Has a T6-T7 paraplegic injury
Kelowna’s Peer Support Program Coordinator
Most people think—most able bodied people who don’t know somebody in a wheelchair—think that if you break your back, you just can’t move your legs. But there’s a lot more to it than that. If it were just not moving your legs that would be awesome, that would be super. But you have to deal with absolutely everything and that is by far the most important topic that we discuss—just the day to day things you need to do to be able to get out of the house, just to be able to get out of the house.
Some of the biggest challenges that I faced is just getting your body organized again. You can accept your disability, some people accept it quickly, some people never accept it at all, but even after accepting your disability you still have to go through the rehabilitation process on your own.
I guess some of the biggest challenges I had after leaving the spinal cord rehabilitation clinic in Calgary was, you don’t have a call button beside you anymore. So when you get home if you have any issues or anything like that, you’re on your own. And that’s when the real rehab begins. That’s when you really start to become innovative and figure out how to make things faster quicker easier. It’s a real learning experience.
I know when I got out of the Foothills Hospital in Calgary, there was one fella that I really fed off of and I think we fed off of each other. We had our injuries the exact same day, the same level of injuries, we were roommates in the hospital and we were even roommates afterwards. I lived with him a couple times. But just having somebody else there that’s going through the exact same things, just to be able to feed off of that, was huge. Now when you pull in an entire group behind that, you’ve basically got an army, and you’ll adapt way faster.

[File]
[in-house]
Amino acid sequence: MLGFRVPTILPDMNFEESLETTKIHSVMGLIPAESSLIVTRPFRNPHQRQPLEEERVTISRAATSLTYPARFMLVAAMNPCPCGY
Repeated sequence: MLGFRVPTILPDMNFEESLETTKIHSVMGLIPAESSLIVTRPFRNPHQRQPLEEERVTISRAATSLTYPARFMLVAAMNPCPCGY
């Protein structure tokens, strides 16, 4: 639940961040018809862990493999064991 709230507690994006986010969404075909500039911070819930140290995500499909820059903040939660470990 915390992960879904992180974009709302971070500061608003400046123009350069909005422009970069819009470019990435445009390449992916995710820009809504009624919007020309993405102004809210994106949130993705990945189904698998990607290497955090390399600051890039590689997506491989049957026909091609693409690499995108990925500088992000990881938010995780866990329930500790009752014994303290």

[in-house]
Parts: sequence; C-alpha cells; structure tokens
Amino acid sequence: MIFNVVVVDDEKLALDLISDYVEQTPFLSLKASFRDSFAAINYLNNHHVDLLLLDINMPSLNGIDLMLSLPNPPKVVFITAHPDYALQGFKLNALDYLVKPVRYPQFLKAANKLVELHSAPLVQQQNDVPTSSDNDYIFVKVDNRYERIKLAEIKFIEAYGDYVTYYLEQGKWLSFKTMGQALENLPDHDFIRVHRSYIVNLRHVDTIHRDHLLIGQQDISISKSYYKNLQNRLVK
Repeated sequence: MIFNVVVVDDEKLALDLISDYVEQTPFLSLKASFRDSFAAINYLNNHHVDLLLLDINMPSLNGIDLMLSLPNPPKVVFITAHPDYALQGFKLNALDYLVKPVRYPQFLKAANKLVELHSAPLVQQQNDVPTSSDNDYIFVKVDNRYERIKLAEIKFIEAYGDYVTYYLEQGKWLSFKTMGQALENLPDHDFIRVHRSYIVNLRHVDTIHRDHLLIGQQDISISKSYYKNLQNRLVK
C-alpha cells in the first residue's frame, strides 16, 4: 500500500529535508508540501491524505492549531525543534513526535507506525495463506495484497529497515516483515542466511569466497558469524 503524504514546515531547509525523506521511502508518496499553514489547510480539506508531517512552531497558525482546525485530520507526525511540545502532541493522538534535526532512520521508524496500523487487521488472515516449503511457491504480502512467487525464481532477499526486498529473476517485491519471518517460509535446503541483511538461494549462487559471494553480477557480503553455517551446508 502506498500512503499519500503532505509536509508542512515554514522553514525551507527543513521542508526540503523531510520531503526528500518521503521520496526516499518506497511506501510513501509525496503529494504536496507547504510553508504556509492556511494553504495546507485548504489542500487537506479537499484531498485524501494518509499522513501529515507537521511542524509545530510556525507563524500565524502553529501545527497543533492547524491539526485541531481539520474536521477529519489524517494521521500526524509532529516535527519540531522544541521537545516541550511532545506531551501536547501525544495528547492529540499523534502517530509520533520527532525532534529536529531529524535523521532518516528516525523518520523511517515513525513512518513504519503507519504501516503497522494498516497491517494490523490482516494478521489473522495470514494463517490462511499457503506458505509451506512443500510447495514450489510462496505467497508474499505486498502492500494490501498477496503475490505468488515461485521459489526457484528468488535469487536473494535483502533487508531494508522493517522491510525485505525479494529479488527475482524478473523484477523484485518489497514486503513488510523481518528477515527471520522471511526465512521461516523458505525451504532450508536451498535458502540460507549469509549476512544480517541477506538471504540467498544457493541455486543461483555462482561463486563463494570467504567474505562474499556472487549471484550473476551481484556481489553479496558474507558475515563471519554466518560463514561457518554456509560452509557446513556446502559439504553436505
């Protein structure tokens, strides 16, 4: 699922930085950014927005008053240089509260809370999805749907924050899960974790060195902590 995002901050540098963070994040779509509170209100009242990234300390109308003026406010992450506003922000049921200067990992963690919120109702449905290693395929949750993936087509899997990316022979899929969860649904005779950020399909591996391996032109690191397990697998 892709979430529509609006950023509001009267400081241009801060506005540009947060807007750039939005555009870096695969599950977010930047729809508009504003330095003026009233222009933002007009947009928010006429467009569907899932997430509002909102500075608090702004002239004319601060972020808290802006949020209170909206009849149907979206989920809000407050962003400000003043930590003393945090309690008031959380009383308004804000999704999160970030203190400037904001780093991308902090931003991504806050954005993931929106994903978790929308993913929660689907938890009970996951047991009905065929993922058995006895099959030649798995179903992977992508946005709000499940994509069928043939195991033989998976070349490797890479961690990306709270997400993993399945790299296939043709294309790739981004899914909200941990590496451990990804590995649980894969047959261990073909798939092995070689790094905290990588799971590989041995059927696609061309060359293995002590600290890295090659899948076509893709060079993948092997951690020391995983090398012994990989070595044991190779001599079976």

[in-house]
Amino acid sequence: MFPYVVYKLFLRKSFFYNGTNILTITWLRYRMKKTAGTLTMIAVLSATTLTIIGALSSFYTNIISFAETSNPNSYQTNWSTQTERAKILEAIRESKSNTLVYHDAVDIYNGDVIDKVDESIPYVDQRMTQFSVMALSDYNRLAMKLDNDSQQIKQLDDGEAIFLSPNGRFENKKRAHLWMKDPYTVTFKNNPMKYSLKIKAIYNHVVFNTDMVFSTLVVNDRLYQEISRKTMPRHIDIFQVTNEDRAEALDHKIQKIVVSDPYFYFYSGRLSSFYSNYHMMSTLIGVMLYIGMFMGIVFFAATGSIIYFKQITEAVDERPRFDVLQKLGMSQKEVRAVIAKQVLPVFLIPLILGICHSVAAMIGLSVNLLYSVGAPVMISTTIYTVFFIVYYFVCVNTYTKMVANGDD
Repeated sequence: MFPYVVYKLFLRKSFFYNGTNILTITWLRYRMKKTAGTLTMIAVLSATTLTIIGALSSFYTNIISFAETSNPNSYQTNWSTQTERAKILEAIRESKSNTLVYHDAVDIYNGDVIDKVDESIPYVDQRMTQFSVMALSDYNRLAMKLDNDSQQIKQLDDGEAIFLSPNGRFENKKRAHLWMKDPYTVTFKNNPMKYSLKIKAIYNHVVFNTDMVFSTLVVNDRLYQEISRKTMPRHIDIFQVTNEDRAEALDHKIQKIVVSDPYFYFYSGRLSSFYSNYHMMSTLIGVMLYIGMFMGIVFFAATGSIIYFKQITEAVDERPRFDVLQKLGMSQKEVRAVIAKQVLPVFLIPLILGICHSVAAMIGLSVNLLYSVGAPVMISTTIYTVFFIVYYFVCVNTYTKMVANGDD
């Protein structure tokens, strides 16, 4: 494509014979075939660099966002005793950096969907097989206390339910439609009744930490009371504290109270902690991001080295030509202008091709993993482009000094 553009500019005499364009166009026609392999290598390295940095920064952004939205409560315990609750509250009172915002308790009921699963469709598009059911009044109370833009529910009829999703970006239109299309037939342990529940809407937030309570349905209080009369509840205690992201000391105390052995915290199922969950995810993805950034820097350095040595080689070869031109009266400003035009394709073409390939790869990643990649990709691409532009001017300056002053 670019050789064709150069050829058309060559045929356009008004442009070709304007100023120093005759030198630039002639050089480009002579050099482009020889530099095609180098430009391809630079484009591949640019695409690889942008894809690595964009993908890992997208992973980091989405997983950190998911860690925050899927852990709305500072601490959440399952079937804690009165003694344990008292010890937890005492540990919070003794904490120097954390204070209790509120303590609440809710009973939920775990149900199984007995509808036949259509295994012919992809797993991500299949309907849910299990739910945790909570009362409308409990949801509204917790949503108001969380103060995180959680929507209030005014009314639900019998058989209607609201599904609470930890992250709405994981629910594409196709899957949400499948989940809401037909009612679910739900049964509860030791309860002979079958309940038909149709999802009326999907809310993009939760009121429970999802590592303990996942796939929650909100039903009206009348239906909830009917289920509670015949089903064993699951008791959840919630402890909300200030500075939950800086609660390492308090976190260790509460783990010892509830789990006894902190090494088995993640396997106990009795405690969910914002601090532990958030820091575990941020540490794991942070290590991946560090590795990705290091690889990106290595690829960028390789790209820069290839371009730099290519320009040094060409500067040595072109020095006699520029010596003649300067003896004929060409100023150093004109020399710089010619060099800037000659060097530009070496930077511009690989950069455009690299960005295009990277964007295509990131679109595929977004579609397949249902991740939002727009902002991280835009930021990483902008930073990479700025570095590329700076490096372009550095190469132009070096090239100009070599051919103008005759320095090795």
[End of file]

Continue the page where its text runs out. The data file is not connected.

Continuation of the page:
And there’s always somebody in the group that you’re going to relate to. It’s such a diverse group, every single person is completely different, they all have completely different challenges in their lives, but there will definitely be somebody in the group that you can relate to.
So I recommend latching on and feeding as much as you can.
The other nice thing is, everyone that’s in the group, everyone that comes down and gets involved, wants to provide. They want to be able to offer assistance and they’re more than willing to give their feedback and tell their story.
It really means a lot when you have somebody that’s going through it and they have the experience behind them to give you that info.